All articles with 'wildcards in excel' Tag

Finding if a cell has 7 in it… [Pattern matching in Excel]

Published on Oct 18, 2016 in Learn Excel
Finding if a cell has 7 in it… [Pattern matching in Excel]

Imagine you work at MI5 as a HR officer. You want to find all agents who have license to kill (licence 7). Your data looks like above.

How would you go about it? 

If you filter the list or use FIND() or SEARCH() formulas, you will end up with agents who also have licenses 77, 17 or not7. So how would you solve this problem?

Of course, you do what any smart person does. You summon Excel and ask it nicely by using some wicked pattern matching logic.

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Not so wild lookups [video]

Published on Feb 12, 2016 in Excel Howtos, Learn Excel
Not so wild lookups [video]

In case, this is the first time you are hearing about Excel formula wildcards, check out the Using wildcards in Excel VLOOKUP formula tutorial.

So you know about wild cards like * ?, now how would you tell VLOOKUP to ignore them?

Say, you are genuinely interested in looking the value “* Payroll” in a lookup table. What then?

This is exactly the problem faced by Peter in our forum post VLOOKUP and cells with “*” NOT to be interpreted as wildcard

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CP026: All about Excel !@#$%^+/*(}][<

Published on Dec 4, 2014 in Chandoo.org Podcast Sessions
CP026: All about Excel !@#$%^+/*(}][<

In the 26th session of Chandoo.org podcast, let’s learn all about Excel !@#$%^+/*(}][<.

I am talking about Excel operators, you silly.

What is in this session?

Do you know Excel has more than 25 operators? That is right. There are a variety of operators beyond the simple + – * and /.

In this podcast, let’s understand all about these operators and how to use them. You will learn,

  • Why there is a gap between last & this podcast session
  • About Excel operators
  • Arithmetic operators
  • Text operators
  • Reference operators
  • Comparison operators
  • Closing thoughts
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Find first non-blank item in a list with formulas

Published on Jan 15, 2014 in Excel Challenges, Excel Howtos
Find first non-blank item in a list with formulas

Blank cells are an invisible pain in the analysis. Dealing with them is frustrating, time consuming and often very complex. At chandoo.org, we are not big fans of blank cells. That is why we wrote:

Today, lets talk about one more scenario. Lets say you want to find out the first non-blank item in a list. How would you do it?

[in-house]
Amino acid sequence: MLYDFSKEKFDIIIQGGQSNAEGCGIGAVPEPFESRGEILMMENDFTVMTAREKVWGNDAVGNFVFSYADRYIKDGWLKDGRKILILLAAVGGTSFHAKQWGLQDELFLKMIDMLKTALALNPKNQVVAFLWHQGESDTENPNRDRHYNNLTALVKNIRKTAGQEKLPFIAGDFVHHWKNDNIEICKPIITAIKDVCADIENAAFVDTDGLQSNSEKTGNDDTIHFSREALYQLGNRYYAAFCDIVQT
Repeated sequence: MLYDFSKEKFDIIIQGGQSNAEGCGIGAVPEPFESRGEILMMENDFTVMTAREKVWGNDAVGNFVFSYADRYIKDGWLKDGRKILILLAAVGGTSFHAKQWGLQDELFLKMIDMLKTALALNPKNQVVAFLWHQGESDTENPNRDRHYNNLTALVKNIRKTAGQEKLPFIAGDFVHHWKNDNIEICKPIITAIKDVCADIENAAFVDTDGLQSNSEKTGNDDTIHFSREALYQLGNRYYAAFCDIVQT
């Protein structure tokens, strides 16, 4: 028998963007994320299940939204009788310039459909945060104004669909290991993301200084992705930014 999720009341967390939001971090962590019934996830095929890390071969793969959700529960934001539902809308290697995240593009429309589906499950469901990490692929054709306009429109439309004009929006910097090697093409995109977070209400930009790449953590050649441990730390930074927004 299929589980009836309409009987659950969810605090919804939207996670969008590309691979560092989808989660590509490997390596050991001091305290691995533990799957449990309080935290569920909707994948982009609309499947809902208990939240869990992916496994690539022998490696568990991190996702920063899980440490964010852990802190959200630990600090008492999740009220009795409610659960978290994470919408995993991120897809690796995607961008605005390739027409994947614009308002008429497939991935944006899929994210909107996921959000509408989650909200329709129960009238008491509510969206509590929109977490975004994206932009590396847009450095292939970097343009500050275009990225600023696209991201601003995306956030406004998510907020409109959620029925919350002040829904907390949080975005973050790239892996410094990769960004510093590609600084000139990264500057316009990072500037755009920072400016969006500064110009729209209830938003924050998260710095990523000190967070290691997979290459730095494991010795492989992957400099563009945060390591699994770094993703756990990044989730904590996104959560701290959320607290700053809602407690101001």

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Countif – Quick Tip

Published on Dec 16, 2013 in Huis, Posts by Hui, Quick Tip
Countif – Quick Tip

Learn how to Count Text, Blanks and Non-Blank cells with this Countif() Quick Tip

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Can you find that pattern? [Homework]

Published on Dec 14, 2012 in Excel Challenges
Can you find that pattern? [Homework]

Are you ready for an Excel challenge?

Today, your job is very simple. Just find a pattern in a text and return corresponding value.

Your Homework:

In a range we have some resource types & their billing rates.

In another range, we have some descriptions. Each description contains a resource type somewhere inside it. We need to retrieve billing rate for each description by looking up which resource type is mentioned in it.

See above diagram.

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Even faster ways to Extract file name from path [quick tip]

Published on Oct 24, 2012 in Excel Howtos, VBA Macros
Even faster ways to Extract file name from path [quick tip]

The best thing about Excel is that you can do the same thing in several ways. Our yesterdays problem – Extracting file name from full path is no different. There are many different ways to do it, apart from writing a formula. Learn these techniques to be a data extraction ninja.

1. Using find replace
2. Using text to columns
3. Using UDFs

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Making VLOOKUP formulas go wild [VLOOKUP Week]

Published on Nov 1, 2010 in Learn Excel
Making VLOOKUP formulas go wild [VLOOKUP Week]

Situation

Often we need our lookup formulas to go wild. Not in the sense of go-wild-and-chomp-a-few-kilo-bytes-of-data sense. But wild like wild cards. For eg. In the below data, we may not remember the full name of sales person, but we know that her name starts with jac. Now how do you get the sales amount for that person?

Read more to find how to solve this.

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